In my last essay, I gave you an exclusive look inside my daily routine. Let’s pick up where we left off and look at how I schedule my afternoons.

After a morning filled with writing, exercise, and time with the dog, I break at 12:30 PM. Lunch is a spartan affair, usually smoked salmon on a large spinach salad, or a few eggs and side of greens. It is best to avoid sugar and processed carbohydrates so you do not suffer from a mid-afternoon energy slump. As I eat, I reward myself for a good day of work by scrolling through the New York Times and Bill Bonner’s Diary.

By early afternoon, I’ve exhausted my ability to write quality content. I spend the next few hours taking care of business correspondence, either by email or phone. Here’s my typical schedule…

On Tuesday and Thursday afternoons I schedule phone calls and interviews with team members, coaching clients, magazine editors, authors, and podcasters. Batching your calls back-to-back on scheduled phone days is another timesaving technique.

I finish working at mid-afternoon. The last task is to prepare the next day’s to-do list, starting with proper planning for the next morning is priority. Articles are outlined, and deadlines are set, allowing me to focus on my number one priority first in the morning. The key to a successful tomorrow is preparing the plan tonight.

“He, who plans the transactions of the day, and follows that plan, carries a thread that will guide him through a labyrinth of the most busy life,” said Victor Hugo. Script your day as much as possible so you can leave work on time, without phone calls, meetings, or repetitively email checking keeping you working late into the night.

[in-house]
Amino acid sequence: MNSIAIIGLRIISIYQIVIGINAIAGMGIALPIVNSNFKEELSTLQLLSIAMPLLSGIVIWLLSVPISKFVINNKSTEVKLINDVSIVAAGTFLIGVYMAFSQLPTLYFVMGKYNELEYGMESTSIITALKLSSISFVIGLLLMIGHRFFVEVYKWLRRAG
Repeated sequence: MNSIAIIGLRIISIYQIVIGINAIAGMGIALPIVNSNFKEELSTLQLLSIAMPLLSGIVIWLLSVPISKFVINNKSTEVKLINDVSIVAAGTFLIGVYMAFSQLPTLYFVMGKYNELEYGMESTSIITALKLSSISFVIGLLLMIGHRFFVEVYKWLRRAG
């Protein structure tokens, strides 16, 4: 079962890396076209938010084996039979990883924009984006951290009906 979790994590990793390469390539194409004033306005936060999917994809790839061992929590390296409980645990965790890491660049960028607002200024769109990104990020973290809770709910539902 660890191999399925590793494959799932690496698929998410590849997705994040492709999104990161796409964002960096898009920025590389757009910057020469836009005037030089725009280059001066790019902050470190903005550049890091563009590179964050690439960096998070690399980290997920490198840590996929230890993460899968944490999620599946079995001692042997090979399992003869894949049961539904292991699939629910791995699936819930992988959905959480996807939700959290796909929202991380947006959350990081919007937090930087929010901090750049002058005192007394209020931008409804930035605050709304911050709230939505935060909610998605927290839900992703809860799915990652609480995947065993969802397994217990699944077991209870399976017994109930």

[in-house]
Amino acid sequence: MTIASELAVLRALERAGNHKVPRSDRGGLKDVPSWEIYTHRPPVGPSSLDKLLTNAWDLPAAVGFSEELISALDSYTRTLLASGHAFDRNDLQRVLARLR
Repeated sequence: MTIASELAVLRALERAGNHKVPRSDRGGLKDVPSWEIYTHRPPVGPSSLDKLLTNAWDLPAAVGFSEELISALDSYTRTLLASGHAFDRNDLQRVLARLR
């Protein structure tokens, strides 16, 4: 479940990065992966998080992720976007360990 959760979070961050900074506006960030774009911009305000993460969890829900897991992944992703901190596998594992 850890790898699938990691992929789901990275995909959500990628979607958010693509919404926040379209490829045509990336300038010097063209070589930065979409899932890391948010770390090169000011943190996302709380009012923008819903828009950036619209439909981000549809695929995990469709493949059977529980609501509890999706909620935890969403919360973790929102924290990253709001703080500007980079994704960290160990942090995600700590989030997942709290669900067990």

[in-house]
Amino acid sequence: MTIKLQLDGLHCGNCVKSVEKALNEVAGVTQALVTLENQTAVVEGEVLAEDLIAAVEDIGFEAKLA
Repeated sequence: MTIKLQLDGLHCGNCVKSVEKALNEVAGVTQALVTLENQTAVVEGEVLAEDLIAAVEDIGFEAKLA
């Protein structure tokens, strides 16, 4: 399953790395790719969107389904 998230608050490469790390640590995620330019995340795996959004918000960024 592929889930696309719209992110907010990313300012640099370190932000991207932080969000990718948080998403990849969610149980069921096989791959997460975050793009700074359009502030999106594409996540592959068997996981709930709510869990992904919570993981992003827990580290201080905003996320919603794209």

Around 3:30 PM it’s time for another dog walk. We often go a little further during our relaxed afternoon walk. Walking is proven to fuel your creativity. According to Mason Currey’s book Daily Rituals, afternoon walks were a habit of many of the greatest composers, architects, and authors in history, such as Beethoven, Tchaikovsky, Dickens and Darwin. I often think of article ideas or solutions to writer’s block when on these walks, just as those famous authors and composers thought of new plots and stanzas. After our productive stroll through the neighborhood, it’s back home to pick up the paper from the mailbox, and head inside to wind down for the day.

Sometimes I relax with a drink, provided I hit my daily writing goal of three thousand words. I limit myself to just one drink. One is just the right amount to take the edge off and to celebrate a good honest day’s work while two or more lead to overeating and interfere with a good night’s sleep.

Dinner is good old-fashioned meat and potatoes. I rotate through grass-fed beef, wild-caught fish, pork chops, and chicken. My father suffered from colon cancer, a disease with a strong genetic component, so I limit meat intake and eat a lot of green, leafy vegetables. (I also had a colonoscopy at age 38. It was a nearly painless procedure. If you, or a family member, are due, please go. It’s nothing to be scared of.)

My after dinner activities depend on my travels. When away from home on a work trip or vacation, evenings are filled with social outings, and dinners go later into the night than normal. Bedtime is pushed back and sleep is sacrificed, but I stick to my morning wake-up time as closely as possible.

At home, evenings are quiet, with the exception of one or two date nights each week. After dinner and clearing the dishes I open my ETR Gratitude Journal and write down who and what I’m thankful for, and five accomplishments from the day. It’s the little things in life that always make the list. I appreciate how easy life is, and it brings a smile to my face.